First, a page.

Touchless Processing: In addition to social distancing, the CDC recommends avoiding high-touch surfaces or frequently disinfecting them to lessen the spread of bacteria or germs. As passengers move through an airport facility, they will inevitably have contact with both people and materials in the terminal. Currently, most interactions in a terminal including those with airline staff, ticketing kiosks, TSA agents, baggage screening security bins, concessionaires or public seating, do not allow for compliance with these recommendations. The ultimate goal moving forward will be to eliminate physical touchpoints and create a touchless process that enables passengers to take control of their experience.
“Touchless processing is all about empowering passengers and reassuring them that it is safe to travel. Technology, such as biometrics and mobile apps, plays an important role here, but is only one part of this. Touchless processing is about re-evaluating the whole user-experience at an airport and asking ourselves whether it can be done better,” Gorenc tells GlobeSt.com. “The pandemic has brought much of the world to a standstill, including aviation. We owe it ourselves to take advantage of this. As we start to travel again, we want the airport experience to inspire delight–not exude anxiety. We look to accomplish this by giving passengers more control in their journey, giving them transparency in the process.”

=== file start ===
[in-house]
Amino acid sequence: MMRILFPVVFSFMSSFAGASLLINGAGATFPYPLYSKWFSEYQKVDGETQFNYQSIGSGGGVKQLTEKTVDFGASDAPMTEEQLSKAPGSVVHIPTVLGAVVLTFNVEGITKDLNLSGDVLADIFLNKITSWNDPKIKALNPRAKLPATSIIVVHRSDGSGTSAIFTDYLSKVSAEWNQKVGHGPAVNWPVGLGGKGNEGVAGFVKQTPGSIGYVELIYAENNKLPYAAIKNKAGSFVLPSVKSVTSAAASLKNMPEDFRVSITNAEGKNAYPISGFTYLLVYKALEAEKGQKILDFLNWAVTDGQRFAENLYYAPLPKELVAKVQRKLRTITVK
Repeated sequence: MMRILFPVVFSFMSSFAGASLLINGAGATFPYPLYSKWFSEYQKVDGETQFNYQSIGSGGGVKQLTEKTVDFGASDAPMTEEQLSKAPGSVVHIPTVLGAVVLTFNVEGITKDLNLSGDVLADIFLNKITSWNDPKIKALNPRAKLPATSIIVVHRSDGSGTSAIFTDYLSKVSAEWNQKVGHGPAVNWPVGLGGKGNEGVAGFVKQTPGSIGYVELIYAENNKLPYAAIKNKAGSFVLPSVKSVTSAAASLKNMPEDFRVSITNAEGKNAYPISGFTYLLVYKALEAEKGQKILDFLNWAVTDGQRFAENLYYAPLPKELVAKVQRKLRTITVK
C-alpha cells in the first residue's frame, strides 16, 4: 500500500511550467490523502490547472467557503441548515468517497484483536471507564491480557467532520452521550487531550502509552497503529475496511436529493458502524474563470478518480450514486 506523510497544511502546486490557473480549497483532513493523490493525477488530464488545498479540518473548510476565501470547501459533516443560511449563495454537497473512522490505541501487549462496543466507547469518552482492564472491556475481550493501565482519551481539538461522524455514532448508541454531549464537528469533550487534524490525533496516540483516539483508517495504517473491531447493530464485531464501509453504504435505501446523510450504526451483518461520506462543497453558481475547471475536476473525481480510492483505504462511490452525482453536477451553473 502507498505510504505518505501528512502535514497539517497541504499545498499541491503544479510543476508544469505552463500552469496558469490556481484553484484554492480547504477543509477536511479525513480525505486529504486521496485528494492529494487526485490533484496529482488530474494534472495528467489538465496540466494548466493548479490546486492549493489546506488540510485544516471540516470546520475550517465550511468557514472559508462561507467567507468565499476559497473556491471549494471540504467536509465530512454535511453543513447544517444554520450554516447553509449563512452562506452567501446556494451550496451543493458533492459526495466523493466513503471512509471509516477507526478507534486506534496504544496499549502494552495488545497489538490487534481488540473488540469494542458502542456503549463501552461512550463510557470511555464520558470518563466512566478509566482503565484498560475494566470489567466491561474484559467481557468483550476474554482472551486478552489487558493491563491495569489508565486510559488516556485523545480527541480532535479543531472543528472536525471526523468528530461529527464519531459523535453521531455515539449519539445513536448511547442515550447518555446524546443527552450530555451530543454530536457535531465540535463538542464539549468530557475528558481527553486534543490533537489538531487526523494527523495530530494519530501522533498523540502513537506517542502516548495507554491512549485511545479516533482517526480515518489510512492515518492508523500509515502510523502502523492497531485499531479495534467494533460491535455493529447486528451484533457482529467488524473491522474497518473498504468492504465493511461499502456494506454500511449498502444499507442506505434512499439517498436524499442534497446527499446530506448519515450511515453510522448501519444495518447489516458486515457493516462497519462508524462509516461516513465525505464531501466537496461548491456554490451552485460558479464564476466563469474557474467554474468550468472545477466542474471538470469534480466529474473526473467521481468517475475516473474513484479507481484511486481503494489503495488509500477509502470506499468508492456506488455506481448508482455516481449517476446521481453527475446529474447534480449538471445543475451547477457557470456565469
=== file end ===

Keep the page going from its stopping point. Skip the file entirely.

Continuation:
The social readjustment to travel and exposure to public spaces after COVID-19 will be a hurdle for everyone. Adapting spaces for passengers and employees that they feel comfortable and less anxious in will be a priority moving forward. It is known that a building and its environment has a significant impact on the wellness of its inhabitants. Programs, such as the WELL Building Standard, have been established to ensure that the buildings people occupy enhance their overall well-being. With airports partaking a unique role in the well-being of our communities by providing connections between people, economies and society, the aviation community needs to consider the terminal’s impact on its passengers and adapt for these connections to continue safely.
“Passengers should be able to process seamlessly and move throughout a terminal fluidly,” says Gorenc. “First, we must analyze the current processing model to find innovative ways to reduce queue demands. Second, the time has come to deliver on the promise that biometric technology and automation will have on passenger processing. Right now, the main concern is health while traveling. How can we design so a passenger doesn’t feel anxious or worried about their well-being and what can we provide to safeguard their health in an airport environment? Evaluating and improving our existing infrastructure will be the primary focus of our wellness research. Identifying and implementing enhanced indoor air quality strategies will be vital to improving the air quality of terminal environments. Through a strong emphasis on human-centric design, the terminal experience could be less stressful and encourage passengers to focus on the delight of travel.”